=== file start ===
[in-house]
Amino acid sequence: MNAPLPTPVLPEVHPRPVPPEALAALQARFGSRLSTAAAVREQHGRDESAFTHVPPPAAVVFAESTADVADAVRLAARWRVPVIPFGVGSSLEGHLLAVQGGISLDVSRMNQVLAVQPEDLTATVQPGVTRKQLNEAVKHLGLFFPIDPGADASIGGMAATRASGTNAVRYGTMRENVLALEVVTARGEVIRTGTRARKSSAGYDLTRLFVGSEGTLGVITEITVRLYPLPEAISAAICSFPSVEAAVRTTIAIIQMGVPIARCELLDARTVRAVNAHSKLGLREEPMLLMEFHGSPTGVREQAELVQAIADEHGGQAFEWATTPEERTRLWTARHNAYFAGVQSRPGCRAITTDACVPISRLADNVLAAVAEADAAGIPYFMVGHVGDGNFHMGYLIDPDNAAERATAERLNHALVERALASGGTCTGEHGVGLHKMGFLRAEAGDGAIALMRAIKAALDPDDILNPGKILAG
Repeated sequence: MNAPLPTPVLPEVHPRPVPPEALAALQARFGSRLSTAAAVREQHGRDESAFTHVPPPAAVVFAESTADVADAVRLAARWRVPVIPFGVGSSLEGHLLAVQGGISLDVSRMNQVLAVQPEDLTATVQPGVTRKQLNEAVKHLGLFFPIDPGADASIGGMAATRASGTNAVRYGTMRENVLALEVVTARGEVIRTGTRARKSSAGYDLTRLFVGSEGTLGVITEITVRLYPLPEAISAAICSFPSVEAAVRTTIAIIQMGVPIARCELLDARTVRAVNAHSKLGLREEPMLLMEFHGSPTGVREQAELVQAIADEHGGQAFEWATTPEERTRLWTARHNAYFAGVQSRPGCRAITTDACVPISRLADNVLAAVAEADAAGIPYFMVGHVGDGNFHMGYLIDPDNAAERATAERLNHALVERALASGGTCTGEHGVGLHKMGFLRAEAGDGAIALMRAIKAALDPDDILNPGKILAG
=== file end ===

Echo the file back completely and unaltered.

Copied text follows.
[in-house]
Amino acid sequence: MNAPLPTPVLPEVHPRPVPPEALAALQARFGSRLSTAAAVREQHGRDESAFTHVPPPAAVVFAESTADVADAVRLAARWRVPVIPFGVGSSLEGHLLAVQGGISLDVSRMNQVLAVQPEDLTATVQPGVTRKQLNEAVKHLGLFFPIDPGADASIGGMAATRASGTNAVRYGTMRENVLALEVVTARGEVIRTGTRARKSSAGYDLTRLFVGSEGTLGVITEITVRLYPLPEAISAAICSFPSVEAAVRTTIAIIQMGVPIARCELLDARTVRAVNAHSKLGLREEPMLLMEFHGSPTGVREQAELVQAIADEHGGQAFEWATTPEERTRLWTARHNAYFAGVQSRPGCRAITTDACVPISRLADNVLAAVAEADAAGIPYFMVGHVGDGNFHMGYLIDPDNAAERATAERLNHALVERALASGGTCTGEHGVGLHKMGFLRAEAGDGAIALMRAIKAALDPDDILNPGKILAG
Repeated sequence: MNAPLPTPVLPEVHPRPVPPEALAALQARFGSRLSTAAAVREQHGRDESAFTHVPPPAAVVFAESTADVADAVRLAARWRVPVIPFGVGSSLEGHLLAVQGGISLDVSRMNQVLAVQPEDLTATVQPGVTRKQLNEAVKHLGLFFPIDPGADASIGGMAATRASGTNAVRYGTMRENVLALEVVTARGEVIRTGTRARKSSAGYDLTRLFVGSEGTLGVITEITVRLYPLPEAISAAICSFPSVEAAVRTTIAIIQMGVPIARCELLDARTVRAVNAHSKLGLREEPMLLMEFHGSPTGVREQAELVQAIADEHGGQAFEWATTPEERTRLWTARHNAYFAGVQSRPGCRAITTDACVPISRLADNVLAAVAEADAAGIPYFMVGHVGDGNFHMGYLIDPDNAAERATAERLNHALVERALASGGTCTGEHGVGLHKMGFLRAEAGDGAIALMRAIKAALDPDDILNPGKILAG